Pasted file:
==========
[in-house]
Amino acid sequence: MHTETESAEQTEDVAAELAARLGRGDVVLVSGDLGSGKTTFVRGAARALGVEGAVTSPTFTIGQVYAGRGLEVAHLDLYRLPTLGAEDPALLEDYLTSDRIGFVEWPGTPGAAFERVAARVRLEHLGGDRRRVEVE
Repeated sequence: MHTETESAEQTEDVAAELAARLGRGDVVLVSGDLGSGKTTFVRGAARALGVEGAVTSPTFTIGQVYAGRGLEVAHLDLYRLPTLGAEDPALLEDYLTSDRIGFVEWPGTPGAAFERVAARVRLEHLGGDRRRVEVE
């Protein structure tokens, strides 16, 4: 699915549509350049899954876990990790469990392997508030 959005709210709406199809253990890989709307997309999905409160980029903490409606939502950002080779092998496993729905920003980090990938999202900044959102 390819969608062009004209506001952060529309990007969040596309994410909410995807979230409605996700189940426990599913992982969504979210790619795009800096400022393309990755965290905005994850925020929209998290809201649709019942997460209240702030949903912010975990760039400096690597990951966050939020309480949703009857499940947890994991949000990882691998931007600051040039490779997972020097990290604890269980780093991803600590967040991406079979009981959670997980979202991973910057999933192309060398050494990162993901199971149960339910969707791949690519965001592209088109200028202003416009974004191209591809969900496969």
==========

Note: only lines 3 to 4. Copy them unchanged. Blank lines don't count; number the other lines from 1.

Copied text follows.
Repeated sequence: MHTETESAEQTEDVAAELAARLGRGDVVLVSGDLGSGKTTFVRGAARALGVEGAVTSPTFTIGQVYAGRGLEVAHLDLYRLPTLGAEDPALLEDYLTSDRIGFVEWPGTPGAAFERVAARVRLEHLGGDRRRVEVE
């Protein structure tokens, strides 16, 4: 699915549509350049899954876990990790469990392997508030 959005709210709406199809253990890989709307997309999905409160980029903490409606939502950002080779092998496993729905920003980090990938999202900044959102 390819969608062009004209506001952060529309990007969040596309994410909410995807979230409605996700189940426990599913992982969504979210790619795009800096400022393309990755965290905005994850925020929209998290809201649709019942997460209240702030949903912010975990760039400096690597990951966050939020309480949703009857499940947890994991949000990882691998931007600051040039490779997972020097990290604890269980780093991803600590967040991406079979009981959670997980979202991973910057999933192309060398050494990162993901199971149960339910969707791949690519965001592209088109200028202003416009974004191209591809969900496969």